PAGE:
For many years I walked up and down the Carrickblacker Road and noticed this hall. I have left Portadown almost 30 years and in recent years developed a specific interest in the ‘Exclusive Brethren’.
This was prompted by an investigation by the Charity Commission who threatened to take away their status. If that were to have happened their income would have been well depleted.
This led to the exclusives embarking on a campaign of apparent greater openness. The most obvious example being their website.
For a group that doesn’t watch TV, read newspapers or listen to the radio having a website was a big step. You will note that their videos give a bigger insight into the group than probably you have ever known. Indeed they do now use mobile phones and the internet though, I believe, have agreed as a worldwide body contracts with specific providers in order to maintain blocks on information that would not be appropriate for the brethren.
It was through reading and a specific contact (who I regard as the UK’s number one authority on unusual Christian groups) I discovered that this ‘room’ on the Carrickblacker Road belonged to a small splinter group of the Exclusives. The splinter occurred in 1974 and is referred to as ‘The Aberdeen Controversy’. The article below gives reference to it.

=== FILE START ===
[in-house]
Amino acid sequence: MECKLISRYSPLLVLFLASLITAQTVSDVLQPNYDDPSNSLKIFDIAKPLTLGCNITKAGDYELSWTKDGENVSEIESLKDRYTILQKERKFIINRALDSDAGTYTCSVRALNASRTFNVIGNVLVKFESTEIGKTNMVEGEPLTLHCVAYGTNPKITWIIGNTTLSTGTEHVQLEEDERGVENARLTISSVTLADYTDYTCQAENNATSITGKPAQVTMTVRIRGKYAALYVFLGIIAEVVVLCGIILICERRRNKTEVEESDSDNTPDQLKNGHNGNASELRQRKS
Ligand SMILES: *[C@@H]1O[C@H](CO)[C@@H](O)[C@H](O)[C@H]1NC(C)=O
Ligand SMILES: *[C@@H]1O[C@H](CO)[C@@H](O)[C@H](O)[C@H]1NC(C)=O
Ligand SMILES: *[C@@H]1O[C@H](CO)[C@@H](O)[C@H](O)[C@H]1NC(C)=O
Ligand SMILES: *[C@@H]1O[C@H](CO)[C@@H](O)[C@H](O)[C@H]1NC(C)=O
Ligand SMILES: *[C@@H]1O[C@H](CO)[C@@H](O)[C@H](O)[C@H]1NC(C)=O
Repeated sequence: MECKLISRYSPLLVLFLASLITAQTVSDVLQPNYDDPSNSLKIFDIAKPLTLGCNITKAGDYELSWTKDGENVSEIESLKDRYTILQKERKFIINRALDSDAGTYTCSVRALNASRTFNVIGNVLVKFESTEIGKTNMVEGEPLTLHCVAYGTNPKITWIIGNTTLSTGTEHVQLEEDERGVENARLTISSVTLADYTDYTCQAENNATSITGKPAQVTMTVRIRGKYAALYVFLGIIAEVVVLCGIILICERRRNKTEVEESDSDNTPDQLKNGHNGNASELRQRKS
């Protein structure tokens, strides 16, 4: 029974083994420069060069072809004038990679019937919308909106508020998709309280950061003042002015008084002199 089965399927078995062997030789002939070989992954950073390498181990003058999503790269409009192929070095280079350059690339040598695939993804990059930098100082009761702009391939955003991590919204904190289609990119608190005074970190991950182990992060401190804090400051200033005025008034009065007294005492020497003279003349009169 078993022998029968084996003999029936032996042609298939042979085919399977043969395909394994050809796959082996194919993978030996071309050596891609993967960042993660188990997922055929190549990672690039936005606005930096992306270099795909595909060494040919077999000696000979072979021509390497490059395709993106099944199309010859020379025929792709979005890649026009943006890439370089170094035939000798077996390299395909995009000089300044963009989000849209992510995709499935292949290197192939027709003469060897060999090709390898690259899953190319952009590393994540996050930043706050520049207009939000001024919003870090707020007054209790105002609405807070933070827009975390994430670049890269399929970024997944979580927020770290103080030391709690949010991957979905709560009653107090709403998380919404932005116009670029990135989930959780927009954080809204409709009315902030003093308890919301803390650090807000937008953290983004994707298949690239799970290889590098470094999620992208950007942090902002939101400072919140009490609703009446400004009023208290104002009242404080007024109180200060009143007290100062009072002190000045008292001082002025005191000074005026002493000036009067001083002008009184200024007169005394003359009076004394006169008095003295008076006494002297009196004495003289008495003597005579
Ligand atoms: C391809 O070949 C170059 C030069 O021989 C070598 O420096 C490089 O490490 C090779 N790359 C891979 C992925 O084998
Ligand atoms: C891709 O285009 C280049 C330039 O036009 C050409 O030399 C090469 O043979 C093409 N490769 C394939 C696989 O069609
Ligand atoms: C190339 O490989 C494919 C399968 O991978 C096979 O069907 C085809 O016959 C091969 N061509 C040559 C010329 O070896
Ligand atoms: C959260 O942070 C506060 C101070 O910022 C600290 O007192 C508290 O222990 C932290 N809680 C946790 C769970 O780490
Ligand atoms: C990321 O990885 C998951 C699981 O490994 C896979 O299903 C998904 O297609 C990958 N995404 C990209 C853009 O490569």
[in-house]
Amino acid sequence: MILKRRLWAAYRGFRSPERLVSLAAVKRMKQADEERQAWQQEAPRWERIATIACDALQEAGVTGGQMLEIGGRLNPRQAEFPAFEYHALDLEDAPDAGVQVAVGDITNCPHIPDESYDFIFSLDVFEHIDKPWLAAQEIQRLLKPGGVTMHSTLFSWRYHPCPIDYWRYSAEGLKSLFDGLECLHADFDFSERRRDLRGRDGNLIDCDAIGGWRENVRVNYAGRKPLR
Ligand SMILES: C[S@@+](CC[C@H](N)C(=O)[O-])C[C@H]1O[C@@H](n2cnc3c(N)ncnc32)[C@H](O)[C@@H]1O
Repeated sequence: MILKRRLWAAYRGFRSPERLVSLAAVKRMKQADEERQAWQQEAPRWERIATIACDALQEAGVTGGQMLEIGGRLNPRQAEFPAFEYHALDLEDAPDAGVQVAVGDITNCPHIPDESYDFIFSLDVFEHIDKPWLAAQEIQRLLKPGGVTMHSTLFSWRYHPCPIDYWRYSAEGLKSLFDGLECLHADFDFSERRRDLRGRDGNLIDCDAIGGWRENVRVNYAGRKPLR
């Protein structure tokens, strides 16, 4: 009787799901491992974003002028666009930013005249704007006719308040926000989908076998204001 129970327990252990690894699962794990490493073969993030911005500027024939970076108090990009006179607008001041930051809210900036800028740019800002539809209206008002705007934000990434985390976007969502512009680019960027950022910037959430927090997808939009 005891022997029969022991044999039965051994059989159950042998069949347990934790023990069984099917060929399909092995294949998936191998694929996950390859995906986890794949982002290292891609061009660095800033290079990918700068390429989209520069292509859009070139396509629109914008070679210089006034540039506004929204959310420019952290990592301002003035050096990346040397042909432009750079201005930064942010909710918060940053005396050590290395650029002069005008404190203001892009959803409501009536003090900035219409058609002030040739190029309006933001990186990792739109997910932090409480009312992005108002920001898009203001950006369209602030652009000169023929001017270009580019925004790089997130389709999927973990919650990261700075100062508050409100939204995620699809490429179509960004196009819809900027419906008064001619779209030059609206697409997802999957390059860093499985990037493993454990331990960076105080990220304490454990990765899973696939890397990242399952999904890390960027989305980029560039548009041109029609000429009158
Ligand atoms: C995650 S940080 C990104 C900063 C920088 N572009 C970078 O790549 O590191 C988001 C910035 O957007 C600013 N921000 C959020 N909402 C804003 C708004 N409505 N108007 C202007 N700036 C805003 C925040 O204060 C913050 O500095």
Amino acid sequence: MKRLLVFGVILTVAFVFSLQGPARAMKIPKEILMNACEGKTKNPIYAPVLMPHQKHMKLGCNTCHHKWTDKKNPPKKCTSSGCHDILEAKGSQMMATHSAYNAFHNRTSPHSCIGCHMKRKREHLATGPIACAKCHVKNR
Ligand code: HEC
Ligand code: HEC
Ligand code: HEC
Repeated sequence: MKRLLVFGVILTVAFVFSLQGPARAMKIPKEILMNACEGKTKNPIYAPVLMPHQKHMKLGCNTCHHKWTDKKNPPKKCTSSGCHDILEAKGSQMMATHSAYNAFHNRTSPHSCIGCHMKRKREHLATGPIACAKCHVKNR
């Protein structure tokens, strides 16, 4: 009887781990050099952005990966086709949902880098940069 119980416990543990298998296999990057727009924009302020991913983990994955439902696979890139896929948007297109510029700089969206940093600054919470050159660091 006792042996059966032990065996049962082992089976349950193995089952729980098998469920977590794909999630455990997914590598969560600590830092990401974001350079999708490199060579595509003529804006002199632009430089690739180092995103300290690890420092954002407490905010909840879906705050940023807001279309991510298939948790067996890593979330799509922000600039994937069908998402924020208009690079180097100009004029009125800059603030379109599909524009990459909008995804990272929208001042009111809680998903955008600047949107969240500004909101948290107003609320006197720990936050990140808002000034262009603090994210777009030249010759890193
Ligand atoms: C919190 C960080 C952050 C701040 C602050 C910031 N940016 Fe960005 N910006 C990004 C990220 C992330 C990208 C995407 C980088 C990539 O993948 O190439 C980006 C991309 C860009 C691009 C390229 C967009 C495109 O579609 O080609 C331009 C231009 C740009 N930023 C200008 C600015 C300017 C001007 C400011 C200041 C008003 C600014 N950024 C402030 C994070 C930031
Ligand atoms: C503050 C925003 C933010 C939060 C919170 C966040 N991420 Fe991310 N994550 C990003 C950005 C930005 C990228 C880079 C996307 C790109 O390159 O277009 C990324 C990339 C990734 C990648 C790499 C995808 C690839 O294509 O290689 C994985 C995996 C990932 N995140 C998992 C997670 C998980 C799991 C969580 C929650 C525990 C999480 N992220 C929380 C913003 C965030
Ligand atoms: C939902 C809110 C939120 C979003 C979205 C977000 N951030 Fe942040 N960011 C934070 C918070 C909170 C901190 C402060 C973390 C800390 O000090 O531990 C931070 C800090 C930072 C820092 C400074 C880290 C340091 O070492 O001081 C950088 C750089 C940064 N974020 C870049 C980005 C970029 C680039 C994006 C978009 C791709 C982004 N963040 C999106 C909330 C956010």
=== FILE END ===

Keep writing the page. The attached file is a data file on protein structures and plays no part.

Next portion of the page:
This group in Portadown belongs to only two other groups in Ireland. The other being in Belfast and Dublin. There are numerous other assemblies, as they call themselves, in England and Scotland.
I decided on Sunday it was time for me to ‘come to the room at 5 00 pm’.
I opened the closed down and could see two men, one woman and four children under the age of 4 praying. It was a room with chairs. The only ornament was the huge clock ticking the time.
They were welcoming and after some small talk the 25 minute service began. There is no musical accompaniment though I knew the tunes and blasted out my notes. The younger man was the preacher. He preached good. He was animated and spoke as a clear communicator. It was the ‘Good News’ as you would hear it in any Evangelical Church.
At the end I thanked them and made my way back out of the door.
It is a curious thing that here were these welcoming people but I knew, perhaps because of what I read, that to belong to them would require an adherence to a culture, symbolised by this room that was closed to the outside world.